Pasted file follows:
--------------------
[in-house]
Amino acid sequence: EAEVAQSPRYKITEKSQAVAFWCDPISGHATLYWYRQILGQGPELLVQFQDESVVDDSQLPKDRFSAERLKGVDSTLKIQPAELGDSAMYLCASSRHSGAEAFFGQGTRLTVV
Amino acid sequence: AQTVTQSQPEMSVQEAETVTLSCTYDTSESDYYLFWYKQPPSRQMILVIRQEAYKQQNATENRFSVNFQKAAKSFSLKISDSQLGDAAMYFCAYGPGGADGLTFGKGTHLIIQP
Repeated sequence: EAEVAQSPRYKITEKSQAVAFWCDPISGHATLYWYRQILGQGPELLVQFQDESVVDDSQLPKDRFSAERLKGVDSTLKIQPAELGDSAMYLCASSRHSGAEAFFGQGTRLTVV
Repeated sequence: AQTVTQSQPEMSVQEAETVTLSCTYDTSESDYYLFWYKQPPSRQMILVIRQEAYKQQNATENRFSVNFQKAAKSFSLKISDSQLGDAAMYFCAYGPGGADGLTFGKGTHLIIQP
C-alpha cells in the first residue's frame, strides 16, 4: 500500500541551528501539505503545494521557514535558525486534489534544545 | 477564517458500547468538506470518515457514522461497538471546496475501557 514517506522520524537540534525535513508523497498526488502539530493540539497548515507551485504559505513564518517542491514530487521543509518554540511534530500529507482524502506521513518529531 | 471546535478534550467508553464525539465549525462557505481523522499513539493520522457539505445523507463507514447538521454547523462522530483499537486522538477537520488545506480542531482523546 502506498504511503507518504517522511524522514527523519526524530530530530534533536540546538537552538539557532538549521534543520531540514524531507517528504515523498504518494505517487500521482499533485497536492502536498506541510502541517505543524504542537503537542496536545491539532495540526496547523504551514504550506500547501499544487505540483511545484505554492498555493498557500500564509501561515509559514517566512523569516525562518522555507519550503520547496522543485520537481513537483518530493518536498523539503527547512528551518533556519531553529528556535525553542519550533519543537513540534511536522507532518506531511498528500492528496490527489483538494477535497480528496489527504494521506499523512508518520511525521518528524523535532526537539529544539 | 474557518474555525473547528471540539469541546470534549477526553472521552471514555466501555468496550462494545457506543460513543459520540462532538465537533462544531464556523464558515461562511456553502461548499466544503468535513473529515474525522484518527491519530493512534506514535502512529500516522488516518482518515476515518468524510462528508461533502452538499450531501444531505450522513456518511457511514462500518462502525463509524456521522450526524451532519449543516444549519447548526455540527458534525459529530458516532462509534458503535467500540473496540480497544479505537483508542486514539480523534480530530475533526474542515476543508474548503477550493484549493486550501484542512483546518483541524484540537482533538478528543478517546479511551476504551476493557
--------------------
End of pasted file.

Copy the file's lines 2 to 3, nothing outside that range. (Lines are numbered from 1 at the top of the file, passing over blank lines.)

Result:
Amino acid sequence: EAEVAQSPRYKITEKSQAVAFWCDPISGHATLYWYRQILGQGPELLVQFQDESVVDDSQLPKDRFSAERLKGVDSTLKIQPAELGDSAMYLCASSRHSGAEAFFGQGTRLTVV
Amino acid sequence: AQTVTQSQPEMSVQEAETVTLSCTYDTSESDYYLFWYKQPPSRQMILVIRQEAYKQQNATENRFSVNFQKAAKSFSLKISDSQLGDAAMYFCAYGPGGADGLTFGKGTHLIIQP